Month: November 2022

On the reverse philosophy of the sorites paradox

Walter Dean

The goal of this talk is to use the sorites paradox to illustrate the methodology of “reverse philosophy”—i.e. the application of methods from reverse mathematics to study the mathematical involvement of recognized arguments in analytic philosophy. After briefly motivating such a program, I will focus on the following: 1) the role of measurement and representation theorems in the linguistic formulation of various forms of the sorites; 2) the role of a weak form of Hölder’s Theorem in the formulation of the conditional sorites for predicates such as “tall”; 3) the role of a stronger form of Hölder’s Theorem in the formulation of the so-called continuous sorites for predicates such as “red” of Weber & Colyvan 2010/Weber 2021. Contrasts will be drawn between the constructivity of the weaker form (as observed by Krantz 1968 and formalized in RCA_0 by Solomon 1998) and the non-constructivity of the latter form (due to its apparent dependence on Arithmetical Comprehension).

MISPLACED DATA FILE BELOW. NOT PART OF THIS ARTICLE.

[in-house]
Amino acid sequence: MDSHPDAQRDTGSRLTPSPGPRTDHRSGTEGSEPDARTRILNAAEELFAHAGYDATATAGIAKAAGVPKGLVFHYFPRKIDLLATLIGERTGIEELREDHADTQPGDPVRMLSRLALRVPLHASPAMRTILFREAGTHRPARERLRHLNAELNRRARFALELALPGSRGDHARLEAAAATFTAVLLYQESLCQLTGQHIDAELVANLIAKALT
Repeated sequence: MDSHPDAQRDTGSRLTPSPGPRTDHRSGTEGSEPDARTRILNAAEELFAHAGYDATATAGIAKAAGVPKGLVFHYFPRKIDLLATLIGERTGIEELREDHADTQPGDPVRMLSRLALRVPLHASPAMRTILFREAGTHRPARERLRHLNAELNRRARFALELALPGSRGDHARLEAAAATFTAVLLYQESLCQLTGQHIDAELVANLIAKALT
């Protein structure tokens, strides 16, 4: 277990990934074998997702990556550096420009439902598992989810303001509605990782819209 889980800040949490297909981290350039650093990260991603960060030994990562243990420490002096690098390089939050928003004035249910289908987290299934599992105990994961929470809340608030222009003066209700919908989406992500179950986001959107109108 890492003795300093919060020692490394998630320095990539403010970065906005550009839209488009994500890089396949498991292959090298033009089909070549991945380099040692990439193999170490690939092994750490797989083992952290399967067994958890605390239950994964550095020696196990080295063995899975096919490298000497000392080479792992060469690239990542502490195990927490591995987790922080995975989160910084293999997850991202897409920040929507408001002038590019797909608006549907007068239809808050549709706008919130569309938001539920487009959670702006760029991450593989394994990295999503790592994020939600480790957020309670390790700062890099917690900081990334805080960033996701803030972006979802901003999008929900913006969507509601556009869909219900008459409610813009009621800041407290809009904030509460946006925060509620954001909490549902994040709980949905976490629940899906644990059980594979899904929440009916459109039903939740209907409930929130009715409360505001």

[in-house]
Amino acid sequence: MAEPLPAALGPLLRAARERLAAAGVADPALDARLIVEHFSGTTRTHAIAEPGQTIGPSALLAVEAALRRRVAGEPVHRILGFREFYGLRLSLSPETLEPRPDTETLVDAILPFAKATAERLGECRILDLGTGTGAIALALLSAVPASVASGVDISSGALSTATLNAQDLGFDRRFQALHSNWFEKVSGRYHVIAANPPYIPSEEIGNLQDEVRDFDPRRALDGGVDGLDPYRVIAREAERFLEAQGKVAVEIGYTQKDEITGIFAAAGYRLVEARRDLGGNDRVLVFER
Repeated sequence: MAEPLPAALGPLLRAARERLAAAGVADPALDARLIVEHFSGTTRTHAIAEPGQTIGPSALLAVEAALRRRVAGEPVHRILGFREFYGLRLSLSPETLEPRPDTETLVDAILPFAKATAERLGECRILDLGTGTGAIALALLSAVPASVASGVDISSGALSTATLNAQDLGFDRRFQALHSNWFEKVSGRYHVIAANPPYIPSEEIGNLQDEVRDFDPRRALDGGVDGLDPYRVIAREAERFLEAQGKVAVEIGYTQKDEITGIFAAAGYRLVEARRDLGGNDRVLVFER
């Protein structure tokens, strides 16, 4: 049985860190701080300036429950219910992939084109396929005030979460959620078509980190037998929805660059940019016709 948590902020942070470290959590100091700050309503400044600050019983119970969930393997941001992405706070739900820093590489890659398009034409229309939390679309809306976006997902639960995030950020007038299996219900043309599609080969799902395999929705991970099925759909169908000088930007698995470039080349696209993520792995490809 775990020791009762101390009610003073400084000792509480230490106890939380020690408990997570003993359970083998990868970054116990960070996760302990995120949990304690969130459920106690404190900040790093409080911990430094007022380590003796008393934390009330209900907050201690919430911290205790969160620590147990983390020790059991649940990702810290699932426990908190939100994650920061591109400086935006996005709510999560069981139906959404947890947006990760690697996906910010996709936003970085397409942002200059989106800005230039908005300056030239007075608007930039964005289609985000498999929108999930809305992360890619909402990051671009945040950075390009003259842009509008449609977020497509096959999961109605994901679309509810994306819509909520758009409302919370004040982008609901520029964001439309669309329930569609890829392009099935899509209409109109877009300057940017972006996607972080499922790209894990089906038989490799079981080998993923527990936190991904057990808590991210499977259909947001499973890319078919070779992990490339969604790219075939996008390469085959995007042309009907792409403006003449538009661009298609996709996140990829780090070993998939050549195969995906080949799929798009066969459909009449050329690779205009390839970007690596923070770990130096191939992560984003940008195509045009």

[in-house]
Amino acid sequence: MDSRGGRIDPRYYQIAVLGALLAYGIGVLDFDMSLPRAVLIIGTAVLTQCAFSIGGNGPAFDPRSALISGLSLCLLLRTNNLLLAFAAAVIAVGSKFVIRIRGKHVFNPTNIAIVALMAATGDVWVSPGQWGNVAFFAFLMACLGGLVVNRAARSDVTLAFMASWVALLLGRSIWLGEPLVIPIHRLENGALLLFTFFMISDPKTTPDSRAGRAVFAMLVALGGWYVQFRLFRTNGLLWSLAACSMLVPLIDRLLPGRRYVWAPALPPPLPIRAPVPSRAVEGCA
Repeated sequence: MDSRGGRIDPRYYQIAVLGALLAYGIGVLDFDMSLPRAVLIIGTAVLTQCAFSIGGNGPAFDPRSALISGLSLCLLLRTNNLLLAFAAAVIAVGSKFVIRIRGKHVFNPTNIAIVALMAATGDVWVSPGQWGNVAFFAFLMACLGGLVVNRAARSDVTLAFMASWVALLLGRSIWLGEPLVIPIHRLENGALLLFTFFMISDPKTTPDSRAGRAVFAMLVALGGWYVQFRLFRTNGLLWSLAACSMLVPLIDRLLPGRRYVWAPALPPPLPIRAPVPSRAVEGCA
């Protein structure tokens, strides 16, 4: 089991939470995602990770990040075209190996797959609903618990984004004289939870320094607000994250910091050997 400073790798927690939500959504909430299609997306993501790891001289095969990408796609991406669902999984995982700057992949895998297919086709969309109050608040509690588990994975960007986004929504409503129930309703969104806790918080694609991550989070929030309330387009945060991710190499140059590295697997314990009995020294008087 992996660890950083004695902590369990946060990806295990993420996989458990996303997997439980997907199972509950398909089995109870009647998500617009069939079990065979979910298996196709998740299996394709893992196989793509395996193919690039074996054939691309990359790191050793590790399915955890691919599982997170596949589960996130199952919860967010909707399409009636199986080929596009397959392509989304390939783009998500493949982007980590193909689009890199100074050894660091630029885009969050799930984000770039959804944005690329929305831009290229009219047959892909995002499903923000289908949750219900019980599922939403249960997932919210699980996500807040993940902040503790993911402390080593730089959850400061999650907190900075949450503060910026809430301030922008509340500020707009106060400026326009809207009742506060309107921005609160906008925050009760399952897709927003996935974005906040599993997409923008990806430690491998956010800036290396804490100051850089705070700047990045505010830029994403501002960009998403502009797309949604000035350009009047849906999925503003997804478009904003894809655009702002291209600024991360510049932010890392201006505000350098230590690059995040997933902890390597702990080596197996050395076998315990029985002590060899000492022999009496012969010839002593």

Neopragmatism About Logic

Lionel Shapiro

I’ll propose an application to logic of the “neopragmatist” program. Neopragmatists argue that inquiry into the nature of what we think and talk about can be fruitfully replaced by inquiry into the functions of concepts and expressions. Logical vocabulary can serve as a particular target for neopragmatist theorizing, but it has also been taken to pose obstacles to neopragmatist accounts more generally. I’ll argue that a neopragmatist approach to logical relations (such as logical consequence), as well as to ascriptions of content, undermines two constraints on neopragmatist accounts of logical connectives (such as “and”, “or”, and “not”). Freed from these constraints, I’ll sketch a simple version of such an account, on which logical connectives express dialectical attitudes. The resulting approach is deflationary in two ways: it’s based on deflationism about logical relations and it aims to deflate some of neopragmatists’ usual theoretical ambitions.